March 14, 2018 at 8:51 am EDT | by Michael Key
No Justice No Pride demonstrates for the ‘Black Pride 4’
Black Pride 4, gay news, Washington Blade

Activists chant ‘queer lives they matter here, trans lives they matter here’ at a demonstration in front of the U.S. Department of Justice on March 12. (Washington Blade photo by Michael Key)

About 20 activists affiliated with No Justice No Pride demonstrated in front of the Robert F. Kennedy Department of Justice Building on Monday. The activists gathered in support of four Columbus, Ohio-based activists who were arrested after disrupting the Stonewall Columbus Pride Festival and Parade on June 17, 2017.

Wriply Bennet, Kendall Denton, Ashley Braxton, and DeAndre Antonio Miles-Hercules, known now as the ‘Black Pride 4,’ blocked the parade route in Columbus and were subsequently arrested and charged with disorderly conduct, among other charges, a number of outlets reported.

The March 12 action in front of the U.S. Department of Justice in downtown D.C. was held in support of the ‘Black Pride 4’ — three of whom faced guilty verdicts that day following a five-day jury trial, according to the Columbus Dispatch. The three were sentenced to two years probation; the fourth protester has yet to stand trial.

“Across the country, our people – trans and queer people of color – are being targeted for speaking out against state violence,” said Emmelia Talarico, organizing director of No Justice No Pride. “Activists like Wriply Bennet of the Black Pride 4 and Glo Merriweather of Charlotte Uprising are being forcefully silenced by the state and those who collude with the police. The threat to literally cage them reflects a blatant attempt to erase our resistance and shut down our fight for our freedom.”

“Black people are dying at alarming numbers and we live in a country that wages war against us,” continued Talarico. “Protesters and organizers are criminalized as violent agitators, yet police show up in black and brown communities armed and militarized, under the guise of being peacekeepers.”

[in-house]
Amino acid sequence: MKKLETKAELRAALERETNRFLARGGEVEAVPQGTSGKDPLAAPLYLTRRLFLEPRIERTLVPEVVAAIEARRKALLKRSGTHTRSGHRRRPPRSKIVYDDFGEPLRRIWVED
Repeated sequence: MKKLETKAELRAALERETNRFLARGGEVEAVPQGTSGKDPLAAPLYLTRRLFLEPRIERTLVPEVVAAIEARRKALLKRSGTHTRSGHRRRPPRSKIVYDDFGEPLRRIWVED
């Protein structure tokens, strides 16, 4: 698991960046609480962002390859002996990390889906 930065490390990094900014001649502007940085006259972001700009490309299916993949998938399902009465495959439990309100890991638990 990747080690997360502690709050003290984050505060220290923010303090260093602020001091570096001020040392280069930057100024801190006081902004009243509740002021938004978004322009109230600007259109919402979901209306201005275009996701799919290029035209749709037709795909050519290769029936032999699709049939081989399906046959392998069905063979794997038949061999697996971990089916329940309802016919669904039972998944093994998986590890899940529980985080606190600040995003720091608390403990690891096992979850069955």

Following speeches and chants, activists wrote letters of support to the ‘Black Pride 4.’

Demonstrators in Columbus, Ohio also marched on Monday in support of the ‘Black Pride 4.’

No Justice No Pride made headlines last year when activists blocked the Capital Pride Parade route, causing major delays to the annual event. No arrests were made following the disruption of the Capital Pride Parade.

Activists write messages of support for the ‘Black Pride 4’ of Columbus, Ohio. (Washington Blade photo by Michael Key)

Michael Key has worked as a photojournalist for the Washington Blade since 2009 and is currently serving as the photo editor. He has worked on Capitol Hill, in the White House, on the campaign trail and in cities along the East Coast taking iconic photos documenting the extension of marriage benefits to same-sex couples, the repeal of "Don't Ask, Don't Tell," and other events of interest to the LGBT community. Follow Michael

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